Mosquito Bednets and Spray Fallacies

    The first significant contradiction to the idea that once infection of humans has begun the only remedy or protection for the public is to utilize insecticidal spray is the idea that spray alone can solve the problem; that there are no alternatives. The simple truth is that for some time now research sponsored by the World Health Organization (WHO) in a number of different areas has come to the conclusion that the only really effective management and prevention of transmission of mosquito-borne disease is to utilize mosquito bed nets. In contrast, the domiciliar application of DDT, which has been promoted by the WHO for years, proves entirely ineffective in many areas due to resistance in the vectors.

    A publication by one such research group in Colombia (Rojas, 2001) provides a detailed review of the measures that are effective. The principal core of effective measures does not involve any direct activities against the mosquito populations. Instead it focuses on public health education, community development and availability of primary health care. The goal of these measures is to produce a long-term adjustment in cultural practices around water management, health-care seeking behavior and the utilization of mosquito bed nets. The bed net component alone has been demonstrated to be markedly more effective than insecticidal management of the vector populations.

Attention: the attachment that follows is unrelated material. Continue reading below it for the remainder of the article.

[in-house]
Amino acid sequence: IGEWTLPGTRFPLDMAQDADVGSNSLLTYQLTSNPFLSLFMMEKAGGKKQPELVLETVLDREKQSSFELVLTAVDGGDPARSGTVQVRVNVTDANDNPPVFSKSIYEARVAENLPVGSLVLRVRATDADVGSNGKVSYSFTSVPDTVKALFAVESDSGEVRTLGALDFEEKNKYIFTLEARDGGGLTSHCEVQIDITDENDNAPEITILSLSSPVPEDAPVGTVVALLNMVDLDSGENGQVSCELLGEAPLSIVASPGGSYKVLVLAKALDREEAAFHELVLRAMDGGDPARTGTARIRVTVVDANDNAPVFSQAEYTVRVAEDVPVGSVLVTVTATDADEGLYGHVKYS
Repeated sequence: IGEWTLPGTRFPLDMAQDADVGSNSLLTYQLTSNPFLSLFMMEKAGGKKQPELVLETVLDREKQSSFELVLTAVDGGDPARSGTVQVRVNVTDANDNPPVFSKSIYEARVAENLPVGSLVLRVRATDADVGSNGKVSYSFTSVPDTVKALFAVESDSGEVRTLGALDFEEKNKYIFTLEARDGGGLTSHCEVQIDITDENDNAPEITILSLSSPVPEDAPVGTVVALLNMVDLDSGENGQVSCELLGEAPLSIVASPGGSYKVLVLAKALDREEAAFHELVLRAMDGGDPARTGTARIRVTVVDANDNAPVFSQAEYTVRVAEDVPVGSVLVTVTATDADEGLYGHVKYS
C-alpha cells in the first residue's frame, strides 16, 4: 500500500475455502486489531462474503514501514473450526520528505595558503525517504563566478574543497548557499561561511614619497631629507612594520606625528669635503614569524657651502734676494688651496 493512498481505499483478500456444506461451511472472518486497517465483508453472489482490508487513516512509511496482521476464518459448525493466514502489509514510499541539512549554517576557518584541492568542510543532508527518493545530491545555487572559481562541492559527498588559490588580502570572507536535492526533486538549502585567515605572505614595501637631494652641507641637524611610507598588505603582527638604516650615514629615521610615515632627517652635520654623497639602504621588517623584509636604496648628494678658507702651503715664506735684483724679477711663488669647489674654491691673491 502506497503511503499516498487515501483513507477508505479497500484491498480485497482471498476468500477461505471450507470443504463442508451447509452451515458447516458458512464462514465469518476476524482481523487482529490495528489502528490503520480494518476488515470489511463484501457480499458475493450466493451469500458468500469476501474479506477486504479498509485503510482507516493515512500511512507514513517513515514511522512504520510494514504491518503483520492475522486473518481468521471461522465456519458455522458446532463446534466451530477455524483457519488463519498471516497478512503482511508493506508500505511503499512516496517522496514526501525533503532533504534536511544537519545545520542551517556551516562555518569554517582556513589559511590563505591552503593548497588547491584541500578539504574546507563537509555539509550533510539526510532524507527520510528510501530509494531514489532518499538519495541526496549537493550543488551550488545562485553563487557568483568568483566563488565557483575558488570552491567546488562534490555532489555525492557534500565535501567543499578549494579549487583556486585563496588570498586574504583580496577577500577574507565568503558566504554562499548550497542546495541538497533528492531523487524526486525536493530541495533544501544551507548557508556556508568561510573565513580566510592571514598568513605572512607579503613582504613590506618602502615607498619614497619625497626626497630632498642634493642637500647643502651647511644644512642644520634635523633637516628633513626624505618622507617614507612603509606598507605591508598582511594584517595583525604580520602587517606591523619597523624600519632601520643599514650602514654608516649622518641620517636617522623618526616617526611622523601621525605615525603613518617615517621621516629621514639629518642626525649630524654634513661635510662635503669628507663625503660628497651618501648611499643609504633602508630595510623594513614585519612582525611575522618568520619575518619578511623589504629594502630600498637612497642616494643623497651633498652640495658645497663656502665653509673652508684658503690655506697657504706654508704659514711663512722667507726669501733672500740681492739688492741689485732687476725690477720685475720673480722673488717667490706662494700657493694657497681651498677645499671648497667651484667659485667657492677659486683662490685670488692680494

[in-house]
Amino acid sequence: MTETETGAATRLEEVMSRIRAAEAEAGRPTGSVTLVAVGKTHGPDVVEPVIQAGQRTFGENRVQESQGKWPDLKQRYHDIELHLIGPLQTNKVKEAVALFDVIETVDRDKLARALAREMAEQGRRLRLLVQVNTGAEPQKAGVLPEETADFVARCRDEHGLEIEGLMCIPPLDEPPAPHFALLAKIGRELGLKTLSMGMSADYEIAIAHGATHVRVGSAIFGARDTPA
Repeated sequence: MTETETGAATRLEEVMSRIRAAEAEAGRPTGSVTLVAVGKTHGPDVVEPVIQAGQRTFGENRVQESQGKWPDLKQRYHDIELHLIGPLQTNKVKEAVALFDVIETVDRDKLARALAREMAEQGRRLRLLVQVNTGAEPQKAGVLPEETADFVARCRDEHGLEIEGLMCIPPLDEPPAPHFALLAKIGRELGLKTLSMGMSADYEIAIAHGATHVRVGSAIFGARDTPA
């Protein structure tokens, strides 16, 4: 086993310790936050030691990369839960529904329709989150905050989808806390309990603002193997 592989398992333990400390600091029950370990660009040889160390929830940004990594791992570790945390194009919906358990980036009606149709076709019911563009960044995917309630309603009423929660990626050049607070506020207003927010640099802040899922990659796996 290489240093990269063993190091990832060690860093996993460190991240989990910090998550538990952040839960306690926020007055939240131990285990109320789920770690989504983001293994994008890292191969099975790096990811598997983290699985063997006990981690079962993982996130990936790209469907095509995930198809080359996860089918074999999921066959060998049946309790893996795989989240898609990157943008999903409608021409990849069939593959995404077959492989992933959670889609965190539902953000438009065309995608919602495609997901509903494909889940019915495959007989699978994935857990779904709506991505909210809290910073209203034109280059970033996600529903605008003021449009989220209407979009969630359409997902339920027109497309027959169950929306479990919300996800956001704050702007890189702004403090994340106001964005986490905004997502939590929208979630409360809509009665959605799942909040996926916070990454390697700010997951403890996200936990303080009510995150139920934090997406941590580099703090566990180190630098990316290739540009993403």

The second fallacy of the claim about spray being the only possible measure has to do with the natural dynamics of the transmission of WNv. The best ecological modeling of WNv (Bowman, 2005 and Wonham, 2005) and related flavivirus transmission (Newton, 1992) comes to a completely different conclusion about the idea of any reduction of the infected vector population producing a complementary reduction in transmission to people. The simplified statement of it is that anything less than complete elimination of the infected vector population may only end up delaying the peak of the epizootic in the birds; hence protracting the period of potential human exposure instead of minimizing it. An additional conclusion from the mathematical models, equally important, is that the only effective measures at providing the kind of reductions in the vector populations that would be needed to extinct the virus locally have to be applied against the early season larval populations, and not the late season adult populations of the vectors.  So, the clear scientific message about control measures is that larvaciding early in the season is effective, whereas adulticiding is not effective at any time, particularly when vector control districts tend to do it.

    Instead of a good review of the science in advance of aerial spray application, we have been subjected to a poorly designed experiment without any good scientific sampling to review the results. The whole policy is based on axiomatic claims such as the insistence that spray is the only protective measure, or that the spray is even effective at all.